Is there a Yiddish loan word to describe someone incompetent or amateurish, or who is a small-time player in a given field of endeavor? The closest I know of are general-purpose insults like shnook, shlemiel, schmuck, &c., &c., but I don't think they have the specific meaning I'm looking for.

  • Shmegegge - Yiddish term for a stupid or incompetent person. Apr 9 '16 at 12:01
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    Klutz means a physically clumsy person, but the sense is often extended to a bungler in any field of endeavour. However, I've never seen it employed for a small-time player. Apr 9 '16 at 12:34
  • @FumbleFingers Isn't a shmegegge a blowhard---sort of a pompous idiot? I'm thinking more about a video store owner trying to compete with Netflix, or a community theater actor trying to break into Broadway---someone who's in over their head.
    – crmdgn
    Apr 9 '16 at 12:46
  • @crmdgn: I just quoted the definition from Dictionary of Jewish Terms. There's also a message that seems to convey no meaning from memidex, among others. Words like this often have a broad spread of meanings. Apr 9 '16 at 12:54
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    I would wonder if schlimazel might fit. A chronic loser. Apr 9 '16 at 13:50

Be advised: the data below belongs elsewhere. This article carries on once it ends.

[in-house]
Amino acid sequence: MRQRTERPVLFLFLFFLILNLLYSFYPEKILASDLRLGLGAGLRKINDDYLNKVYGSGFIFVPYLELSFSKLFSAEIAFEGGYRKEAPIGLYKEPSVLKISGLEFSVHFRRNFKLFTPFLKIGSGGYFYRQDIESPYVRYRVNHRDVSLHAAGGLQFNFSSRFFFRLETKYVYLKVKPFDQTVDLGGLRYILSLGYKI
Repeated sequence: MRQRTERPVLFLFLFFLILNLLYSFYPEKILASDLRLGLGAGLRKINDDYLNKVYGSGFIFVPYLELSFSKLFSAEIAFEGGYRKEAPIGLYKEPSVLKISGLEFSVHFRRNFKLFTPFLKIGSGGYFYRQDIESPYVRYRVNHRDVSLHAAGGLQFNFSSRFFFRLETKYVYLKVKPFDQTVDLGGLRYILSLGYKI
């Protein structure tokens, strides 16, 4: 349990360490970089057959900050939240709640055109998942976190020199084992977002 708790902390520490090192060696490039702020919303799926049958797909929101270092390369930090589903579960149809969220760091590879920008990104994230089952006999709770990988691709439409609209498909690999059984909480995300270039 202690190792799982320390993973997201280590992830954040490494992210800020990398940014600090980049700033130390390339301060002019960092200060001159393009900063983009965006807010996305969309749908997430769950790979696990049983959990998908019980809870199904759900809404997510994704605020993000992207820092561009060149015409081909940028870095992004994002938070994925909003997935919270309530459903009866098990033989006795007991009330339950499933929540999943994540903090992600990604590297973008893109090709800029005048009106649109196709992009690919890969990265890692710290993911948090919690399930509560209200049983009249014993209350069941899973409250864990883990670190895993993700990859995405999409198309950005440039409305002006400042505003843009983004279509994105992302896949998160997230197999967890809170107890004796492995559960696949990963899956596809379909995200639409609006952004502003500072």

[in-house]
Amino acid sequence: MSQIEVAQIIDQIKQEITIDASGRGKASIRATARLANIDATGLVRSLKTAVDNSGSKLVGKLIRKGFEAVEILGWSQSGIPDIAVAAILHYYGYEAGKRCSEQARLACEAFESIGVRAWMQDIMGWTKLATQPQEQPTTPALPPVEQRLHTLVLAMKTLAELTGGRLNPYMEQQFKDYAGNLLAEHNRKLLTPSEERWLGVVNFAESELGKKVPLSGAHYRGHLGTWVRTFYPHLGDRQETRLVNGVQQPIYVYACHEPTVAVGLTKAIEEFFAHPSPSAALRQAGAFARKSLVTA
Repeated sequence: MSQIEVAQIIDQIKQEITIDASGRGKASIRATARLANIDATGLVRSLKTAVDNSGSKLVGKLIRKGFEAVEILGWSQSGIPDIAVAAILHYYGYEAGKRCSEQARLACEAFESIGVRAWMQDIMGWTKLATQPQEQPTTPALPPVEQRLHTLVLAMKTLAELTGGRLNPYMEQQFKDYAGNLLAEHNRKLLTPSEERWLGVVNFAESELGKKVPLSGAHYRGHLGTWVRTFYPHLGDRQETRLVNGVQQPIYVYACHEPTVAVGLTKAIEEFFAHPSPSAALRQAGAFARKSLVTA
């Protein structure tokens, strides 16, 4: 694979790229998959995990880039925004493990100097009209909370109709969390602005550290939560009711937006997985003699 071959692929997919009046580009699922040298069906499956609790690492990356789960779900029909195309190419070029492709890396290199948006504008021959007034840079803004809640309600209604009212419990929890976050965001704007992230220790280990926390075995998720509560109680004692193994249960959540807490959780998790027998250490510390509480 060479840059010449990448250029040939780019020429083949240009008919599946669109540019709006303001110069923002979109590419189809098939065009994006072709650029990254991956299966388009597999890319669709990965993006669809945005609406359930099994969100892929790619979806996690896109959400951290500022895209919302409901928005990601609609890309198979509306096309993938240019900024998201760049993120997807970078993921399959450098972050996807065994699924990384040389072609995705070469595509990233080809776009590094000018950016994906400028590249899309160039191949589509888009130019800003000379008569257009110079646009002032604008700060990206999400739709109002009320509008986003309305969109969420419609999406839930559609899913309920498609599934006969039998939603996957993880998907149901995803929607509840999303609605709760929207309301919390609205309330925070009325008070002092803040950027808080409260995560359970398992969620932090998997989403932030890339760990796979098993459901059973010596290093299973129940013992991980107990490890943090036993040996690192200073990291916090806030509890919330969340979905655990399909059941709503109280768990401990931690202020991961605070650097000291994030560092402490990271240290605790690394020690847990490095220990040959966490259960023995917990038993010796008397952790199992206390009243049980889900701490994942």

I learned (by usage-N.E. North America) that a schmendrick is a young, inexperienced, incompetent, and generally ineffectual but well-meaning person; A "babe in arms" fool; A "Mark" for a professional gambler.

"Oy (Oh, Dear!), the poor schmendrick didn't realize what he was getting into!"


The word Na'ar is used in Yiddish to describe a person who is foolish or unlearned. It is derived from Hebrew were it means a young lad.

  • Yiddish, capital y please.
    – Lambie
    Apr 27 at 16:14
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    But has it made it into the English lexicon? Apr 27 at 16:43
  • @EdwinAshworth, Not really.
    – Jacob3
    Apr 28 at 6:03
  • In that case it's inadmissible as an answer on ELU. Apr 28 at 15:53

I like meshuggana -- it may not convey exactly your meaning but it is a lovely, emphatic, almost onomatopoeic word.

From ODO:

A mad or idiotic person.

Also, see the Wictionary entry, spelt mashugana there.

  • 3
    Meshuggane specifically means insane.
    – crmdgn
    Apr 9 '16 at 15:39

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